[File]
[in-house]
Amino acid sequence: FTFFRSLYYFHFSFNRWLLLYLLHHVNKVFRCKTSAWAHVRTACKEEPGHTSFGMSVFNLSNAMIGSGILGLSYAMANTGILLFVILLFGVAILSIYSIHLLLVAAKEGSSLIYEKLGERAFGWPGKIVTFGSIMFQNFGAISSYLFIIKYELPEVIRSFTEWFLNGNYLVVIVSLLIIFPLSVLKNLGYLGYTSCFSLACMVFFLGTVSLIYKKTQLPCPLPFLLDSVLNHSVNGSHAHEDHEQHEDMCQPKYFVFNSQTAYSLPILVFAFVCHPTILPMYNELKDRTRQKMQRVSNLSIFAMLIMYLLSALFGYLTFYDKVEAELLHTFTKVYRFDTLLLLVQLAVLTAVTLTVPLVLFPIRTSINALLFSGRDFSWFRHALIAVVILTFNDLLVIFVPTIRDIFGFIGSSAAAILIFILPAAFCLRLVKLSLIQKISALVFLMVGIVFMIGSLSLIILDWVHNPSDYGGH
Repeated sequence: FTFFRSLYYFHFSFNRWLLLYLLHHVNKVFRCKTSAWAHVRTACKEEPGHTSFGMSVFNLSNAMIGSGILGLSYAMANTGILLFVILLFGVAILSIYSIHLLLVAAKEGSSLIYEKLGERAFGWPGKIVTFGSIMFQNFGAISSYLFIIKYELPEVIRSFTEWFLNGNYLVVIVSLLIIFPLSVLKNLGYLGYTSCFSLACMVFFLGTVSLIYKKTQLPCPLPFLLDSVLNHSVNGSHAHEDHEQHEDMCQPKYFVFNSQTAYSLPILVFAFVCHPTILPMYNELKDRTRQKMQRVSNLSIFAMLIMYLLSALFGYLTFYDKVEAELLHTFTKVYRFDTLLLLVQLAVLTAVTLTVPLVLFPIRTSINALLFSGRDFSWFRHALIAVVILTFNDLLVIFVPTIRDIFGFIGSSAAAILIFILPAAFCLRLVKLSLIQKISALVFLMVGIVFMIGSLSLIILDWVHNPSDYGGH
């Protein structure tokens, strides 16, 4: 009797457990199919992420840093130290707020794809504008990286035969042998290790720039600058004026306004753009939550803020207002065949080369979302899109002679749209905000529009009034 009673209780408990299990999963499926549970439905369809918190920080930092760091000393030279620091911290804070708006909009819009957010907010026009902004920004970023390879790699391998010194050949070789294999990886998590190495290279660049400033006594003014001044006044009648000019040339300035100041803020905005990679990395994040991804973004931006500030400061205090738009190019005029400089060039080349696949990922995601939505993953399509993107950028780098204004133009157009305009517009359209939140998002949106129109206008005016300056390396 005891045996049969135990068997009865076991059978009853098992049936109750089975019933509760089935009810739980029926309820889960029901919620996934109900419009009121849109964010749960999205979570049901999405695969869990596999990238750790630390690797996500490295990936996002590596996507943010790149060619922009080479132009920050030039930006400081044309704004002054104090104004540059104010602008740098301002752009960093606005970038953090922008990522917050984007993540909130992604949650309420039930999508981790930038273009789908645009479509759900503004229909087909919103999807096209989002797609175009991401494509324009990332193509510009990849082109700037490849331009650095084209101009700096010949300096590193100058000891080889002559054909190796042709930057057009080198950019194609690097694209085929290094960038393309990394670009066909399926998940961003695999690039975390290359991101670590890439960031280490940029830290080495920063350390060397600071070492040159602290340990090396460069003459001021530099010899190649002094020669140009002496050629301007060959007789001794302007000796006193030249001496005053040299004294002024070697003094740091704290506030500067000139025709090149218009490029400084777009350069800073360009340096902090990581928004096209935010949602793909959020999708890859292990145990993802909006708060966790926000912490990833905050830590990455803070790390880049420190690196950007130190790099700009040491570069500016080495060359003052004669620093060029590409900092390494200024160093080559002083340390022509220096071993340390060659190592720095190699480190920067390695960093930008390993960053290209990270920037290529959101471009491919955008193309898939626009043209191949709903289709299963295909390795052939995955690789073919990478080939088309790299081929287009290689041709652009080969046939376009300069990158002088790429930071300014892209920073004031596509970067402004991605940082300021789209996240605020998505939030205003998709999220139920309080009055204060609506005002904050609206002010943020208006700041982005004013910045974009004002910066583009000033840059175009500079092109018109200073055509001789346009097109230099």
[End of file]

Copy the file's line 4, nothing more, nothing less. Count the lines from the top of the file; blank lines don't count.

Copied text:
């Protein structure tokens, strides 16, 4: 009797457990199919992420840093130290707020794809504008990286035969042998290790720039600058004026306004753009939550803020207002065949080369979302899109002679749209905000529009009034 009673209780408990299990999963499926549970439905369809918190920080930092760091000393030279620091911290804070708006909009819009957010907010026009902004920004970023390879790699391998010194050949070789294999990886998590190495290279660049400033006594003014001044006044009648000019040339300035100041803020905005990679990395994040991804973004931006500030400061205090738009190019005029400089060039080349696949990922995601939505993953399509993107950028780098204004133009157009305009517009359209939140998002949106129109206008005016300056390396 005891045996049969135990068997009865076991059978009853098992049936109750089975019933509760089935009810739980029926309820889960029901919620996934109900419009009121849109964010749960999205979570049901999405695969869990596999990238750790630390690797996500490295990936996002590596996507943010790149060619922009080479132009920050030039930006400081044309704004002054104090104004540059104010602008740098301002752009960093606005970038953090922008990522917050984007993540909130992604949650309420039930999508981790930038273009789908645009479509759900503004229909087909919103999807096209989002797609175009991401494509324009990332193509510009990849082109700037490849331009650095084209101009700096010949300096590193100058000891080889002559054909190796042709930057057009080198950019194609690097694209085929290094960038393309990394670009066909399926998940961003695999690039975390290359991101670590890439960031280490940029830290080495920063350390060397600071070492040159602290340990090396460069003459001021530099010899190649002094020669140009002496050629301007060959007789001794302007000796006193030249001496005053040299004294002024070697003094740091704290506030500067000139025709090149218009490029400084777009350069800073360009340096902090990581928004096209935010949602793909959020999708890859292990145990993802909006708060966790926000912490990833905050830590990455803070790390880049420190690196950007130190790099700009040491570069500016080495060359003052004669620093060029590409900092390494200024160093080559002083340390022509220096071993340390060659190592720095190699480190920067390695960093930008390993960053290209990270920037290529959101471009491919955008193309898939626009043209191949709903289709299963295909390795052939995955690789073919990478080939088309790299081929287009290689041709652009080969046939376009300069990158002088790429930071300014892209920073004031596509970067402004991605940082300021789209996240605020998505939030205003998709999220139920309080009055204060609506005002904050609206002010943020208006700041982005004013910045974009004002910066583009000033840059175009500079092109018109200073055509001789346009097109230099």